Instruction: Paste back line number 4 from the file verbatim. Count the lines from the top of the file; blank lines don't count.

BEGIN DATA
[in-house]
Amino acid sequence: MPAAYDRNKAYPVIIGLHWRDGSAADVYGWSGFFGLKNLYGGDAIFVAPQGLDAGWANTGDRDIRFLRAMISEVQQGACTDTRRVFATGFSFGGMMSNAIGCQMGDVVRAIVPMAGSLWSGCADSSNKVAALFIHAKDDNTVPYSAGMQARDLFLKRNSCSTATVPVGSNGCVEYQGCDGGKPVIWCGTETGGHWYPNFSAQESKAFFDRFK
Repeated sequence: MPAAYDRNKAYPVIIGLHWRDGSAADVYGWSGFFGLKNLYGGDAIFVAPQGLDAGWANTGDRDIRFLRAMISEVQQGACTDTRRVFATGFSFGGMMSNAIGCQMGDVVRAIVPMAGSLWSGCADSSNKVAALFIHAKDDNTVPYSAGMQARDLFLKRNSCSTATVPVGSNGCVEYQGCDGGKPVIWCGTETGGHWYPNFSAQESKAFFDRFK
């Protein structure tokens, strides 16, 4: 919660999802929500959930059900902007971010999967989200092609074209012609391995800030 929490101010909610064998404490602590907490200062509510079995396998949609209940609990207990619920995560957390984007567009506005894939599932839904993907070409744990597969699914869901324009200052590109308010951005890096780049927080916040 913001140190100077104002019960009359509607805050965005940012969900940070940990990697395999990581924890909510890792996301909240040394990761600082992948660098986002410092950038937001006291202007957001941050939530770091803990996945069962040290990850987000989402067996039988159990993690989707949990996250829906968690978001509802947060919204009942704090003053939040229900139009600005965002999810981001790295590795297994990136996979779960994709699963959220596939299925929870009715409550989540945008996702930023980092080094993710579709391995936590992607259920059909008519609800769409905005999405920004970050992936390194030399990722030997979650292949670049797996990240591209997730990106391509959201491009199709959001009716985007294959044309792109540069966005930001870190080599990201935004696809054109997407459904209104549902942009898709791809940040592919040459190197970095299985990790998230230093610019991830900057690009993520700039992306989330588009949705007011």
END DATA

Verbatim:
């Protein structure tokens, strides 16, 4: 919660999802929500959930059900902007971010999967989200092609074209012609391995800030 929490101010909610064998404490602590907490200062509510079995396998949609209940609990207990619920995560957390984007567009506005894939599932839904993907070409744990597969699914869901324009200052590109308010951005890096780049927080916040 913001140190100077104002019960009359509607805050965005940012969900940070940990990697395999990581924890909510890792996301909240040394990761600082992948660098986002410092950038937001006291202007957001941050939530770091803990996945069962040290990850987000989402067996039988159990993690989707949990996250829906968690978001509802947060919204009942704090003053939040229900139009600005965002999810981001790295590795297994990136996979779960994709699963959220596939299925929870009715409550989540945008996702930023980092080094993710579709391995936590992607259920059909008519609800769409905005999405920004970050992936390194030399990722030997979650292949670049797996990240591209997730990106391509959201491009199709959001009716985007294959044309792109540069966005930001870190080599990201935004696809054109997407459904209104549902942009898709791809940040592919040459190197970095299985990790998230230093610019991830900057690009993520700039992306989330588009949705007011």